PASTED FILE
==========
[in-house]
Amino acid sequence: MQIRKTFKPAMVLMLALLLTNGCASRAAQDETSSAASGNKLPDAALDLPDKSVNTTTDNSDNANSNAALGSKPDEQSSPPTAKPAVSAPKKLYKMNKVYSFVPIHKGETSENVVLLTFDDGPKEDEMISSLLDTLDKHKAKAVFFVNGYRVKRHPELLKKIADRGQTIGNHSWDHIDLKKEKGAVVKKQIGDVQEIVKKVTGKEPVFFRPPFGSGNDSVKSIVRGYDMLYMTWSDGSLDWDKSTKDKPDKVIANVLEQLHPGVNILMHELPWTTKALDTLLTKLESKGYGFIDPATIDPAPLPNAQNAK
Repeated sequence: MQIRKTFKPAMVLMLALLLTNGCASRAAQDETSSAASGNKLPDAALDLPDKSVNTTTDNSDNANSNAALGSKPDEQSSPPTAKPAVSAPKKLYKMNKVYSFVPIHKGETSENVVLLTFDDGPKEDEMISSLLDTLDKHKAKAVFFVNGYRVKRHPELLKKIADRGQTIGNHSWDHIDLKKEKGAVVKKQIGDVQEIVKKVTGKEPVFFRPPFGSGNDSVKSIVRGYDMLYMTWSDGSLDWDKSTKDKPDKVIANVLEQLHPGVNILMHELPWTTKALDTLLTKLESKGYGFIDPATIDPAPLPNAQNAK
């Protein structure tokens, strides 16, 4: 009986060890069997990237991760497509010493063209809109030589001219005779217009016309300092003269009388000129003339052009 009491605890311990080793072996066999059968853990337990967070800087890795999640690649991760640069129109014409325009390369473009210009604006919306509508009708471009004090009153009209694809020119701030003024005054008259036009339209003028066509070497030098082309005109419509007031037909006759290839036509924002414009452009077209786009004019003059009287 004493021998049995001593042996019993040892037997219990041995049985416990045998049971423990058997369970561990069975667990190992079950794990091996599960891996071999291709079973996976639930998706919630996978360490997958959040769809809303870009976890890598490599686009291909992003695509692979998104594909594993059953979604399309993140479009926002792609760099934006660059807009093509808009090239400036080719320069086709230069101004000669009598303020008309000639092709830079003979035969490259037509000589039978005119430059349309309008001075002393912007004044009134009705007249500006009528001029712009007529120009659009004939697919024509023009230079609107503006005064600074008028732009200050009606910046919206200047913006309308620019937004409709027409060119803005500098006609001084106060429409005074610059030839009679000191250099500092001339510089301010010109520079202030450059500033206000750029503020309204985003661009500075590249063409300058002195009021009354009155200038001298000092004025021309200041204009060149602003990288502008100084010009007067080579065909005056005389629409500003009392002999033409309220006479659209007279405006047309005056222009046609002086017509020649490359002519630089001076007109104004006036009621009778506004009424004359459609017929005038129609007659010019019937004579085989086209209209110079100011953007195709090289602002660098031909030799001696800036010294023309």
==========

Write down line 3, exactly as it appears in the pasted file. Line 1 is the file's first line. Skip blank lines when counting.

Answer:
Repeated sequence: MQIRKTFKPAMVLMLALLLTNGCASRAAQDETSSAASGNKLPDAALDLPDKSVNTTTDNSDNANSNAALGSKPDEQSSPPTAKPAVSAPKKLYKMNKVYSFVPIHKGETSENVVLLTFDDGPKEDEMISSLLDTLDKHKAKAVFFVNGYRVKRHPELLKKIADRGQTIGNHSWDHIDLKKEKGAVVKKQIGDVQEIVKKVTGKEPVFFRPPFGSGNDSVKSIVRGYDMLYMTWSDGSLDWDKSTKDKPDKVIANVLEQLHPGVNILMHELPWTTKALDTLLTKLESKGYGFIDPATIDPAPLPNAQNAK